Eradication has been successful but vigilance is needed
Winning the war against polio in India
Sister Gloria Ekka and her colleagues at a small town hospital in central India are constantly on the alert for possible polio cases.
They have yet to join celebrations as the nation congratulates itself for having gone two years without the degenerative disease.
Almost a year after India was removed from the World Health Organization’s list of polio-endemic nations these volunteers know their job is far from over.
India, which accounted for half the polio cases worldwide three years ago, has not reported a single case since January 13, 2011.
The government has spent around US$ 2.5 billion in its “Pulse Polio” campaign trying to eradicate the disease since 1994, with organizations such as Rotary International and the Bill & Melinda Gates Foundation pitching in.
The country has to thank a vast army of volunteers and partner NGOs as well as the introduction of an improved oral vaccine.
With its public healthcare sector in a shambles, the federal government roped in community organizations and NGOs in its fight against the virus.
The hardest battle was convincing people to have their children immunized.
“Vaccination camps were held across the towns and villages. But people didn’t really care,” says Sister Gloria Ekka, a nun working at a small hospital on the outskirts of Ranchi in Jharkhand.
“Either people were not interested or not aware of the vaccination camps. Most of them would miss their date with the Pulse Polio program. We conducted so many outreach programs in surrounding villages to create awareness about polio,” she adds.
These days, people from distant villages travel to her hospital with their children whenever vaccinations are held.
About 2.3 million volunteers participated in the program to immunize every child under the age of five.
Official statistics are mind boggling. More than 170 million children were vaccinated after volunteers camped at remote hospitals, schools, railway stations, religious congregations and any place that pulled in a crowd.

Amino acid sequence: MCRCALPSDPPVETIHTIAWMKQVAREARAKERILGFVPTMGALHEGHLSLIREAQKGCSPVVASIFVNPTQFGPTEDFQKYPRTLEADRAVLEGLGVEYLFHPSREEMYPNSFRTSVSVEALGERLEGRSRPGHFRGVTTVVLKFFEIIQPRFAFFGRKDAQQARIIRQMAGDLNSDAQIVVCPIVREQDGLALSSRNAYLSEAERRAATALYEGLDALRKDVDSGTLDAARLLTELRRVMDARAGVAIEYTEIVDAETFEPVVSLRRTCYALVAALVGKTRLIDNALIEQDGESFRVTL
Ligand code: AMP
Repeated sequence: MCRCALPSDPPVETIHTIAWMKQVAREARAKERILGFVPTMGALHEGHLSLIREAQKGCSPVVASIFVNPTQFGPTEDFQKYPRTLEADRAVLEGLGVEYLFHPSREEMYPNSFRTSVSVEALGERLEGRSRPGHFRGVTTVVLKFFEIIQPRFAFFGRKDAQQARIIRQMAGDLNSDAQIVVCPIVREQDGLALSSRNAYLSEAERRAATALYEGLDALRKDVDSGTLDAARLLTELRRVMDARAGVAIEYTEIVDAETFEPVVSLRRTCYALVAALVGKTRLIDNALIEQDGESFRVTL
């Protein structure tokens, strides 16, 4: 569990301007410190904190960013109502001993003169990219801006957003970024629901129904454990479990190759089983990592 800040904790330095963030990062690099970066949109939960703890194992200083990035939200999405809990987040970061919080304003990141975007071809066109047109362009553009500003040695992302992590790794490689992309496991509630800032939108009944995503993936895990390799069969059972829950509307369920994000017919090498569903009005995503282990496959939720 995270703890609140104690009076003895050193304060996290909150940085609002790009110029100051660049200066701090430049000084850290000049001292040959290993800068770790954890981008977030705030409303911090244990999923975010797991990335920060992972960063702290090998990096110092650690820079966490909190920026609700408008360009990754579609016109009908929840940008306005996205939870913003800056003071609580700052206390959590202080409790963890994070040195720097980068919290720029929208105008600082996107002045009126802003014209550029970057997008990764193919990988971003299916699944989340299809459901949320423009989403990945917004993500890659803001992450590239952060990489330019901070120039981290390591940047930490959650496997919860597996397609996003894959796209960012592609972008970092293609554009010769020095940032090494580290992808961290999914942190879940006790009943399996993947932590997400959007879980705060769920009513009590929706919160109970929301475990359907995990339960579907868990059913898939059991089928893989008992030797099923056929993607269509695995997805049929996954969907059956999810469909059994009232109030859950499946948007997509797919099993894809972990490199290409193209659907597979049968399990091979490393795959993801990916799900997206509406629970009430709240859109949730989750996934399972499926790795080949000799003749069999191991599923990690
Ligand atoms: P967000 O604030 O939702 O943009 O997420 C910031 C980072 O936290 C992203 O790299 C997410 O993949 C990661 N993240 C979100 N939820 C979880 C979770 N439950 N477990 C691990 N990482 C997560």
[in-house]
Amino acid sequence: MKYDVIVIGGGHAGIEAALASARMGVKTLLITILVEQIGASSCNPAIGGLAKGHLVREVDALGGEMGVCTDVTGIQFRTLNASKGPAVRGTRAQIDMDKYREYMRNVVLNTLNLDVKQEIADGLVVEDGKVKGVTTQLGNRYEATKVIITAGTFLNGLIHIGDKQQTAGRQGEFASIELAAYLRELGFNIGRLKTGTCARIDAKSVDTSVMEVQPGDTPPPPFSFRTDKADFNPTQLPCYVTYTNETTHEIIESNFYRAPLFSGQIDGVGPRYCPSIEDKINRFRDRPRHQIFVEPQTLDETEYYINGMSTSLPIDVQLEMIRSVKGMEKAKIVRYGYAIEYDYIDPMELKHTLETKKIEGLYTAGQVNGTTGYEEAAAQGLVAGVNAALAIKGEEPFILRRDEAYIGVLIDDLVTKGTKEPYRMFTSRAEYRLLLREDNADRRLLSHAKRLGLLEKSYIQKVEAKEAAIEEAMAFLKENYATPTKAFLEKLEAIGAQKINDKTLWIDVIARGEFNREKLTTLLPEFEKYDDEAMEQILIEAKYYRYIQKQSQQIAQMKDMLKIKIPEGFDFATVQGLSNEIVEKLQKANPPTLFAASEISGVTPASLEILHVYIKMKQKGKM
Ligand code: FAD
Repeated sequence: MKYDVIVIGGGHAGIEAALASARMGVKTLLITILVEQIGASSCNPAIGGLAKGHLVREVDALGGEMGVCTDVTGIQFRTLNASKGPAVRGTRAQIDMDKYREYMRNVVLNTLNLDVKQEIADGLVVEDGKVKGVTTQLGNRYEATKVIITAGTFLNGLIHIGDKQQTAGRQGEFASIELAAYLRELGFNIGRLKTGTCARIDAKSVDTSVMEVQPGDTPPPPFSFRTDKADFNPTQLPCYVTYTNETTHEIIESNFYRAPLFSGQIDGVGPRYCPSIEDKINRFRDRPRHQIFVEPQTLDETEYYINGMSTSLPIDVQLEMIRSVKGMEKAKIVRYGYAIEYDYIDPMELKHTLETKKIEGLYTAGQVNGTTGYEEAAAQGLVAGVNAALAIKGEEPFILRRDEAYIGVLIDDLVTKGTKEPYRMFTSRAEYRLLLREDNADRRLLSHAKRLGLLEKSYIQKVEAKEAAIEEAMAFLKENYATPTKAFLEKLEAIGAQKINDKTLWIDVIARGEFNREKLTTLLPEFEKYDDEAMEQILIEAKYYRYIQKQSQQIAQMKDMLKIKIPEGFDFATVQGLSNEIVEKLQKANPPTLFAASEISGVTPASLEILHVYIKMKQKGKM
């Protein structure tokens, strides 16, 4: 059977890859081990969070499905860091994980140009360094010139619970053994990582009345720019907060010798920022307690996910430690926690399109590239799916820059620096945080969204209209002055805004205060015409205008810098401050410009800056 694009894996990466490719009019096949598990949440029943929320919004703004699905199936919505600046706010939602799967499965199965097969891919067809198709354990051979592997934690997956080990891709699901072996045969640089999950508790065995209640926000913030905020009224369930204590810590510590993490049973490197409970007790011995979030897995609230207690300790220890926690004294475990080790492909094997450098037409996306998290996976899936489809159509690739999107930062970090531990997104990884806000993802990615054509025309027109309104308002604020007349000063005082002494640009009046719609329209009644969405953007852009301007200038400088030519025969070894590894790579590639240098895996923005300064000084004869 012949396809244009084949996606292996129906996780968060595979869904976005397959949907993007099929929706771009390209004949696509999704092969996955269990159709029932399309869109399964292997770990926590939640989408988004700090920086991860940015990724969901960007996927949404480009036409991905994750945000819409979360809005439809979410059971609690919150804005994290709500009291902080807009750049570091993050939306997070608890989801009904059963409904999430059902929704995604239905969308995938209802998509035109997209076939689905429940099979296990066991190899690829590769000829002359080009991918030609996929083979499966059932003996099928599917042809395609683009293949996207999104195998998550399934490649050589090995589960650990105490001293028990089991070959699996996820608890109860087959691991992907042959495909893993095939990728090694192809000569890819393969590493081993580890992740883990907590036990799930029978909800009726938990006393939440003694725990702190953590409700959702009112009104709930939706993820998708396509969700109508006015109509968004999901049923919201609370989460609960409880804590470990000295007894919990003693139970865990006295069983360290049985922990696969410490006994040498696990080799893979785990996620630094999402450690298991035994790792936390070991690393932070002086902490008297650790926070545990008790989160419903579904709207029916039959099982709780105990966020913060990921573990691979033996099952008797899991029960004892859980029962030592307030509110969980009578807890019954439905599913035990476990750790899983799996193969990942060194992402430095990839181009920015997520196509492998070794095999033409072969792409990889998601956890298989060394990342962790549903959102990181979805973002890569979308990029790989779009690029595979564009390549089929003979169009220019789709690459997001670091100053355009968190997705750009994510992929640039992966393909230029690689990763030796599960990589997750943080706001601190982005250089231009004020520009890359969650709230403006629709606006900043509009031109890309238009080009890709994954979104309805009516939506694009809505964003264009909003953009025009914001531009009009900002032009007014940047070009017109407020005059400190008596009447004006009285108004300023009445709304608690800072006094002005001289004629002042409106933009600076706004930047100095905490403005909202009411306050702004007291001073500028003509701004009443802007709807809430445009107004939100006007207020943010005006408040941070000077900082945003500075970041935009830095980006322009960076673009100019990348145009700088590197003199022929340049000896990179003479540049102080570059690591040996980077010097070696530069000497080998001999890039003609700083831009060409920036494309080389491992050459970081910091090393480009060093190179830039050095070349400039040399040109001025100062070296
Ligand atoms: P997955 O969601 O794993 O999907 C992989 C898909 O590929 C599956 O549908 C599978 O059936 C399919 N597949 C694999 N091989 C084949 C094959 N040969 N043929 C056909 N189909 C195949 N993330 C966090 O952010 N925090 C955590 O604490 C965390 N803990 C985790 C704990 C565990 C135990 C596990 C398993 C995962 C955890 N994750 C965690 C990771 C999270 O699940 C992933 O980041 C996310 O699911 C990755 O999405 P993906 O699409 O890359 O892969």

Over two million houses were visited in a single round.
Volunteers say they won the battle for hearts and minds by constant visits to village families, especially new mothers.
“They involved youths from villages in the campaign and that yielded results,” says Father Tomi Thomas, director general of the Catholic Health Association of India, based in Secunderabad in the southern state of Andhra Pradesh.
However, some health workers say polio eradication will remain a dream for a decade at least.
“If you think polio has been eradicated and we can stop vaccinations as we did smallpox, that is not going to happen for 10 years, perhaps never,” says Jacob Puliyel, a pediatrician at St Stephen’s Hospital in New Delhi.
He pointed to 19 polio outbreaks in the last three years in countries previously declared “polio-free”.
Puliyel, who has co-written a polio vaccination critique in the Indian Journal of Medical Ethics, said it was unethical to prompt poor countries to spend scarce resources on an impossible dream.
International agencies acknowledge the threat. The independent monitoring board of the WHO has recommended India test measures for emergency responses to any polio outbreak.
The sentinels of India’s ambitious campaign keep their cool. They know their battle never ends, especially since neighboring countries are yet to emulate India’s success.
India has set up a series of vaccination booths along its northern border.
Sister Gloria is also not letting her guard down.
“We constantly check for any sign of polio in patients who come to our hospitals. We also conduct health checkups in surrounding villages at least twice a month,” she says.
“We can’t afford to lose this battle."
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